How to Beat Insomnia During Summer?
For many people, summer is a challenging period for a good sleep. Higher temperature and longer periods of daily light can significantly disturb sleeping patterns. For that reason, experts suggest several methods that can help us beat insomnia during summer. They suggest maintaining a good sleeping routine every day, no matter whether we can immediately fall asleep or not. According to them, it is essential to decrease the light in our bedroom one or two hours before we go to bed. Light is necessary for our circadian rhythm and our biological clock early in the morning and throughout a day. But, in the evening, intense light can prevent our body to secrete the hormones necessary for our sleeping mod. They also recommend not using gadgets, at least one hour before sleeping. Namely, computers, laptops, and other electronic gadgets affect negatively our natural ability to feel sleepy. They keep us awake. Experts also warn us not to think about work problems and try hard to solve a difficult issue late in the evening. Instead, we may meditate, read our favorite novel, drink tea, or listen to relaxing music. Whatever can help us feel relaxed is welcome. However, the most important thing in this process is to stick to a regular schedule. It shows as the most efficient way that beat insomnia. A body like routine and schedule. And when we struggle with a lack of sleep, we actually try to change a bad habit. To do so, we can succeed if we manage to establish a good sleeping habit. But, like any other good habit, it needs time. To find out more on how to beat insomnia during summer, the article “Helpful Tips for Sleeping Better This Summer” gives us the following tips.
How to Beat Insomnia During Summer?
Create a sleep sanctuary. This means removing items associated with entertainment, recreation, work and hobbies, and turning your bedroom into a single-purpose space—one for sleeping. Of utmost importance: Make sure your bedroom is cool, dark and quiet. These three factors can have a major impact on your sleep.
In regards to temperature, studies show that the optimal room temperature for sleep is quite cool, between 60 to 68 degrees Fahrenheit, so keep the temperature in your bedroom no higher than 70 degrees.
As for light, even the tiniest bit of light in the room can disrupt your internal clock and your pineal gland’s production of melatonin and serotonin, hormones involved in your body’s circadian rhythm of sleep and wakefulness. So close your bedroom door, get rid of night-lights, and most importantly, cover your windows. I recommend using blackout shades or heavy, opaque drapes. Also cover up your clock if it has a lit display. Alternatively, you could wear an eye mask to block out any stray light.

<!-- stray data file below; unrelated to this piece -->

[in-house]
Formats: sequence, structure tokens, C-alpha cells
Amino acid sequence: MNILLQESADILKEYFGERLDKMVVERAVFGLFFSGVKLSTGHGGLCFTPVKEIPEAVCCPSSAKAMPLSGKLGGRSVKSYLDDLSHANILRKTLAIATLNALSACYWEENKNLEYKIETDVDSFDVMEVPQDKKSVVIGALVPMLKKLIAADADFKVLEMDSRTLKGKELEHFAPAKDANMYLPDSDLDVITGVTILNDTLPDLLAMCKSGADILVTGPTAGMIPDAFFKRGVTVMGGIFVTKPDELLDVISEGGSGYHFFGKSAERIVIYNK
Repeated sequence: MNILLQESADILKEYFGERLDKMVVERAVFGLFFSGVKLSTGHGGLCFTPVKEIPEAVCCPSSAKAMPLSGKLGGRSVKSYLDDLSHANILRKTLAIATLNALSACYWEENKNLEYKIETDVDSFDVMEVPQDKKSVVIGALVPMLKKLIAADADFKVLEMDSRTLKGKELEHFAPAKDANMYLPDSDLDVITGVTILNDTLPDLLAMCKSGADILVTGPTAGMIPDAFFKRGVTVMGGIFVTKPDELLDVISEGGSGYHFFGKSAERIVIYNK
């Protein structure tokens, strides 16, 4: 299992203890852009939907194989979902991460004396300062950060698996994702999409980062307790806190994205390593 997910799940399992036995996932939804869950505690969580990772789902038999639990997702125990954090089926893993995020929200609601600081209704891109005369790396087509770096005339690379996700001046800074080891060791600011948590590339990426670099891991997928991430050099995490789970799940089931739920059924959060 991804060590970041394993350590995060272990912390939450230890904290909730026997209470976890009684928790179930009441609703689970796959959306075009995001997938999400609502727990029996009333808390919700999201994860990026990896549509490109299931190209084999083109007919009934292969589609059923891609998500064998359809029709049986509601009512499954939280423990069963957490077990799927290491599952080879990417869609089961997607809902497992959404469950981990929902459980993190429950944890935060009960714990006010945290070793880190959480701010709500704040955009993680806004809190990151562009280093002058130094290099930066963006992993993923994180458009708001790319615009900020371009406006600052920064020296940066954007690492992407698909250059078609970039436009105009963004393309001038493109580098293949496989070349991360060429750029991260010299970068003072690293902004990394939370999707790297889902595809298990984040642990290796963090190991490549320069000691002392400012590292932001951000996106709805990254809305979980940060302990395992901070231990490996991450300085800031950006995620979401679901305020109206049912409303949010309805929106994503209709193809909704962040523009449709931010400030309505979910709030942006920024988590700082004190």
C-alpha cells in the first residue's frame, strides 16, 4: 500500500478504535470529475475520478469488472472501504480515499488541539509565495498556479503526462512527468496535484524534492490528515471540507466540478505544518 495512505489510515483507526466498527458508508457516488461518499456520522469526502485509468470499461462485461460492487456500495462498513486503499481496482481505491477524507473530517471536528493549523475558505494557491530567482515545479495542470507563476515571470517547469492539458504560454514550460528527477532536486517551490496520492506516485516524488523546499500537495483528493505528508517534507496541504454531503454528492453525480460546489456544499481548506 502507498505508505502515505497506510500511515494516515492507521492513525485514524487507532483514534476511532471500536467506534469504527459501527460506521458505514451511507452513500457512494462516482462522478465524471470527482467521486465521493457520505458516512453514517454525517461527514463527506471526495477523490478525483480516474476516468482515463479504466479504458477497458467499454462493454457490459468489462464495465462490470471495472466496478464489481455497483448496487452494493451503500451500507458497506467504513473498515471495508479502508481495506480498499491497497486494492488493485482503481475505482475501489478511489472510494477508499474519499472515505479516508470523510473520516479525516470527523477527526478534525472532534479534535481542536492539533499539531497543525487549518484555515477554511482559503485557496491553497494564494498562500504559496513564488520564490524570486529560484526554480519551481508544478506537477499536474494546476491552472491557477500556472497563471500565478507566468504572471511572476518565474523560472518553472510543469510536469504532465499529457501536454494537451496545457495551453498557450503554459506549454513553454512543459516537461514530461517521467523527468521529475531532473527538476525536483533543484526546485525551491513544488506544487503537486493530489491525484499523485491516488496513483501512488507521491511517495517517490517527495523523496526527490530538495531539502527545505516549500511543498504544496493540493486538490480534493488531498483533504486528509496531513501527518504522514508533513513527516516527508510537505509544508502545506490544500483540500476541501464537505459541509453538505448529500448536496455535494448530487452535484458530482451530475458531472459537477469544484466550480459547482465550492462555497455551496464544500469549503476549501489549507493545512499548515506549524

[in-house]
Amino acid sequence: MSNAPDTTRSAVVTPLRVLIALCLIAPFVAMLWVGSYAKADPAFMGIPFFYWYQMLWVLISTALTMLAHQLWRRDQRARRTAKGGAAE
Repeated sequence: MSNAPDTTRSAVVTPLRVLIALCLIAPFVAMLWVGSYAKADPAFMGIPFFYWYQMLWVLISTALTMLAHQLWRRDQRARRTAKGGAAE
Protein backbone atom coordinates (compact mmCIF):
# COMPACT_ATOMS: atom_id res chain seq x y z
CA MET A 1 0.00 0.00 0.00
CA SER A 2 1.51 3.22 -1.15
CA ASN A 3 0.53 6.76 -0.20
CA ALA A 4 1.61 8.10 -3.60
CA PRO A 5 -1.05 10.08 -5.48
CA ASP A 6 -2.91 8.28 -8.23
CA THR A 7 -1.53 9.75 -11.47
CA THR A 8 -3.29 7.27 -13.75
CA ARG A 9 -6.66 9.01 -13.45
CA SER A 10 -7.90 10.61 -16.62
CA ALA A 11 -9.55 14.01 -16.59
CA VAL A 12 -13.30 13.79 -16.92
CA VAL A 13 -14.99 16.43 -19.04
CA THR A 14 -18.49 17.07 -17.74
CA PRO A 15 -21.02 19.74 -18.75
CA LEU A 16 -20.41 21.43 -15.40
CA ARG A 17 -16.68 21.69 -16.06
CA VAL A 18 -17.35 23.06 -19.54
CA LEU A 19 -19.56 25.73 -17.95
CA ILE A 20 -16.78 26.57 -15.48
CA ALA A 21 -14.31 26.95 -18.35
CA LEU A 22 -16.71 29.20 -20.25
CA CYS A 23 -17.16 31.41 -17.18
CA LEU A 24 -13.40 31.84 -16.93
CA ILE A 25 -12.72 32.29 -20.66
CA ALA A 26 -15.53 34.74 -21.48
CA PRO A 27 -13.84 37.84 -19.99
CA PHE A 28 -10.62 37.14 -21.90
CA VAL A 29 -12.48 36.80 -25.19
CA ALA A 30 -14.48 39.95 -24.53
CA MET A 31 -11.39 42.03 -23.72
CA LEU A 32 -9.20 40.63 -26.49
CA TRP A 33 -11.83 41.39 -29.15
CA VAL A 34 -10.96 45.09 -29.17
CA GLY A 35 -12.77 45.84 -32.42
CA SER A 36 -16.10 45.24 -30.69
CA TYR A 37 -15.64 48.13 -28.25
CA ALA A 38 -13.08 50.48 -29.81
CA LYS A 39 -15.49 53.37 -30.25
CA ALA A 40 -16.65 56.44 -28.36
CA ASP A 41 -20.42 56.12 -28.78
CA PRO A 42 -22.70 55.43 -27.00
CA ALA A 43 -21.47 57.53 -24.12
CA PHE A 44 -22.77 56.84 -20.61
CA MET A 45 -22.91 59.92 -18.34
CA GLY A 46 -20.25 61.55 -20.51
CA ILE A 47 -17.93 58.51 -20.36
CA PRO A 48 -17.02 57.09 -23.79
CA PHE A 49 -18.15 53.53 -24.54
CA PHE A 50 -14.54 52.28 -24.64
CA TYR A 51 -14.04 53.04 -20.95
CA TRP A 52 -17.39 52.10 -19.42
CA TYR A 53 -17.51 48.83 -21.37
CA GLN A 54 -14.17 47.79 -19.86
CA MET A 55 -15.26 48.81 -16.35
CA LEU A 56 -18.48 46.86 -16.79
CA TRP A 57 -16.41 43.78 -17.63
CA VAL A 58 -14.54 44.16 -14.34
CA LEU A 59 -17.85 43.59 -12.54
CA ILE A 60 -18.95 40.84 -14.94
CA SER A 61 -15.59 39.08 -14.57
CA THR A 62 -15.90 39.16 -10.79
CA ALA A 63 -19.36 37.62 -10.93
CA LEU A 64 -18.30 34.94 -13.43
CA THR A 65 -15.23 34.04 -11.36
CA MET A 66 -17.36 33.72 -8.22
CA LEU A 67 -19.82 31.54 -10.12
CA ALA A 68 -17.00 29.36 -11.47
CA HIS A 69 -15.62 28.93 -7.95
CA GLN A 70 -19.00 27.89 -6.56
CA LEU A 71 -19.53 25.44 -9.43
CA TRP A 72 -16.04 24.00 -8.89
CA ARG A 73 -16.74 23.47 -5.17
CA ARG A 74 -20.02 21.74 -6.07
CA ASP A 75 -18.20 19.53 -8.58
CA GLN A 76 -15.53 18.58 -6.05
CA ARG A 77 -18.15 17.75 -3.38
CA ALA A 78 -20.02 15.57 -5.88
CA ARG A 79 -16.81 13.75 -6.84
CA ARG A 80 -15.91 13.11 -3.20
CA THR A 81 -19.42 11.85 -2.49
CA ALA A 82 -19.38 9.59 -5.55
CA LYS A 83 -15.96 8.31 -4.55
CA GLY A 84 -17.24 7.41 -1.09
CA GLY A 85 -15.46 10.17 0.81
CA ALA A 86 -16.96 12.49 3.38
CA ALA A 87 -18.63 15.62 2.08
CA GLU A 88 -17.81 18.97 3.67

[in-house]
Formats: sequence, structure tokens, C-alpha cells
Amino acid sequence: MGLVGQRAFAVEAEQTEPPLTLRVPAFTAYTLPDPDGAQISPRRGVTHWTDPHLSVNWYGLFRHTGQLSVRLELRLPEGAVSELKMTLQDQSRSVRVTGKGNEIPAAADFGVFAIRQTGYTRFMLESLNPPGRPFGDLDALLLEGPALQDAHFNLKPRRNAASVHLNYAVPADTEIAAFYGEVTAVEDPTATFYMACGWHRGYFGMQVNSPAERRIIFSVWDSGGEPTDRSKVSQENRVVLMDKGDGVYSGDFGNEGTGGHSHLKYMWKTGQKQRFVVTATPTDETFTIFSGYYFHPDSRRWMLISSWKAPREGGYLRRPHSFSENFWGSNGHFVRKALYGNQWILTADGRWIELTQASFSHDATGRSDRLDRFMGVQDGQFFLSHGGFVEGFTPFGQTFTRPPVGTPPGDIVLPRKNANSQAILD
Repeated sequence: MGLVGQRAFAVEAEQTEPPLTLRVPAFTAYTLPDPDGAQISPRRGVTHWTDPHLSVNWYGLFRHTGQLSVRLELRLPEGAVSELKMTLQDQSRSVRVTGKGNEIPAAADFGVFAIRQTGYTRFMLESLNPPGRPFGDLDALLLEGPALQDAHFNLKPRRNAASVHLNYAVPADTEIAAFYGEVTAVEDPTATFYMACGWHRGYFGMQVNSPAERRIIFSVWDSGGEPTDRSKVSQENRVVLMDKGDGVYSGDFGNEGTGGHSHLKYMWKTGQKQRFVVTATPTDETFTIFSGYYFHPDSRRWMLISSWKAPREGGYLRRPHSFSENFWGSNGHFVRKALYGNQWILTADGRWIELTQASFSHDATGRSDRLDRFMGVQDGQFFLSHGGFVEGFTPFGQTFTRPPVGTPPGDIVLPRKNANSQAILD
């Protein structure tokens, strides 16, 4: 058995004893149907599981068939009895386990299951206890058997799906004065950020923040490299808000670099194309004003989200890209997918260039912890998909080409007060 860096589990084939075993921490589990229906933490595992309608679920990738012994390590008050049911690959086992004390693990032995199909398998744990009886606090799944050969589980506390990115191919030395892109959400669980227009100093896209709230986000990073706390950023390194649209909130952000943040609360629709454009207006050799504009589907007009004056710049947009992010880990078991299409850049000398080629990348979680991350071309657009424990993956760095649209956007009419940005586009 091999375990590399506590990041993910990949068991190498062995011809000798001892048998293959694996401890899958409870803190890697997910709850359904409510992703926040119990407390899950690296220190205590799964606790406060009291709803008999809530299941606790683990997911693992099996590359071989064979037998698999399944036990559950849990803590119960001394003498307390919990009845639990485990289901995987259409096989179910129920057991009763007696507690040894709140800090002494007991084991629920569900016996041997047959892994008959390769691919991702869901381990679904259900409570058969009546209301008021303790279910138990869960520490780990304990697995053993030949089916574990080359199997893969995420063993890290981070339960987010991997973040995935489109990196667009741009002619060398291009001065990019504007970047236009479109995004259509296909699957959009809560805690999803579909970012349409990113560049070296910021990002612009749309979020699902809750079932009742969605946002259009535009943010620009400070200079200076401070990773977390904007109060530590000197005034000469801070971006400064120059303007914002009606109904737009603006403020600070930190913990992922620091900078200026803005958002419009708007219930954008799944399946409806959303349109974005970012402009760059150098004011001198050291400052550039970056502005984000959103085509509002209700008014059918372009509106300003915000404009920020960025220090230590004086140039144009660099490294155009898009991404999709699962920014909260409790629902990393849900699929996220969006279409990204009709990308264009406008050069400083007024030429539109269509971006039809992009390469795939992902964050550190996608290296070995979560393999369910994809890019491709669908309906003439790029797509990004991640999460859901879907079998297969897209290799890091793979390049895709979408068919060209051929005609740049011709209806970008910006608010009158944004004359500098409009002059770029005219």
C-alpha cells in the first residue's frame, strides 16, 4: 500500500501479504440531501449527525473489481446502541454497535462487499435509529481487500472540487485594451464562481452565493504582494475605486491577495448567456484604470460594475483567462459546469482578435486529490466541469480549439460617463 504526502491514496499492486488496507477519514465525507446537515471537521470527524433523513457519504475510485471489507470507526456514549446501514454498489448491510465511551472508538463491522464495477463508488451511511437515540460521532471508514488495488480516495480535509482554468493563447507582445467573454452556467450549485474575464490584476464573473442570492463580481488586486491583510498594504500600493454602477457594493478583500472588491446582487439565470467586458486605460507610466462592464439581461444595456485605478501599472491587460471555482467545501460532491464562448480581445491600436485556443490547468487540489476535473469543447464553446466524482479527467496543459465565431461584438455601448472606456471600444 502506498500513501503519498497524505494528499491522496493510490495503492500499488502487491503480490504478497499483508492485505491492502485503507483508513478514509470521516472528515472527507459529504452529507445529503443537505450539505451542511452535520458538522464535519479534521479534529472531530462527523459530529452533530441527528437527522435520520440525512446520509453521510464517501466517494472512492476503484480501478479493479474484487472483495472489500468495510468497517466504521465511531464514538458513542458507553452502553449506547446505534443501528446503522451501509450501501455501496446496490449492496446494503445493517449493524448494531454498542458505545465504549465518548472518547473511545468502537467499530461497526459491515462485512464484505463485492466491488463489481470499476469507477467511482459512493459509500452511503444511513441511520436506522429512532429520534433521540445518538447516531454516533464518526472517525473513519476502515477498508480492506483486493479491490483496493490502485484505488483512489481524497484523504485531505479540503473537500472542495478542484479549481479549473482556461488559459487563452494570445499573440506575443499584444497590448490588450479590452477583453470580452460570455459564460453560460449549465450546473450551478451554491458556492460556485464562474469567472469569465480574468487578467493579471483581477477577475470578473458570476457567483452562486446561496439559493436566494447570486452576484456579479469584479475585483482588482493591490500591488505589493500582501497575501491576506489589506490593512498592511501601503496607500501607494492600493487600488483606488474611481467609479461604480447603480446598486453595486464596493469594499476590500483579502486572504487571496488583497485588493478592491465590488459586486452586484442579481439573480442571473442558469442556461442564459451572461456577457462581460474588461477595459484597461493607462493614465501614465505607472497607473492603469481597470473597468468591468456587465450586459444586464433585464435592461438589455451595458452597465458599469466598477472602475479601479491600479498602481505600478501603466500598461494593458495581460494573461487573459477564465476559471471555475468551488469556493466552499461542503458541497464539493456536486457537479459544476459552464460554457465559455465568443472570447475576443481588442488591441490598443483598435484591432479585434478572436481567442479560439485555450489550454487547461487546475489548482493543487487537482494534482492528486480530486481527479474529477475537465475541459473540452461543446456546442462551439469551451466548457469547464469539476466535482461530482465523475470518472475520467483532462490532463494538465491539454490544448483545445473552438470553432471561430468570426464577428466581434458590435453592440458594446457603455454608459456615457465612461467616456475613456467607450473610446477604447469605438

Some people find the sound of white noise or nature sounds, such as the ocean or forest, to be soothing and sleep-promoting. An excellent relaxation/meditation option to listen to before bed is the Insight audio CD. Another favorite is the Sleep Harmony CD, which uses a combination of advanced vibrational technology and guided meditation to help you effortlessly fall into deep delta sleep within minutes. The CD works on the principle of “sleep wave entrainment” to assist your brain in gearing down for sleep.
Exercise to sleep better, but do it early! Exercising for at least 30 minutes per day can improve your sleep, but if you exercise too close to bedtime (generally within the three hours before), it may keep you awake instead.
Party-goers beware: alcohol tends to prevent good sleep… Summertime tends to spark party invitations, but as Rothstein warns, it would be wise to consider how a few drinks will affect your sleep pattern. Although alcohol will make you drowsy, the effect is short lived and you will often wake up several hours later, unable to fall back asleep. Alcohol can also keep you from entering the deeper stages of sleep, where your body does most of its healing.
For some people, scents play an important role. They may use essential oils to alleviate stress and diving deep into sleep. Breathing is another opportunity to relax, relieve stress and take a rest. Even though summer nights may be challenging for sleeping, persistence and willingness can effectively beat insomnia.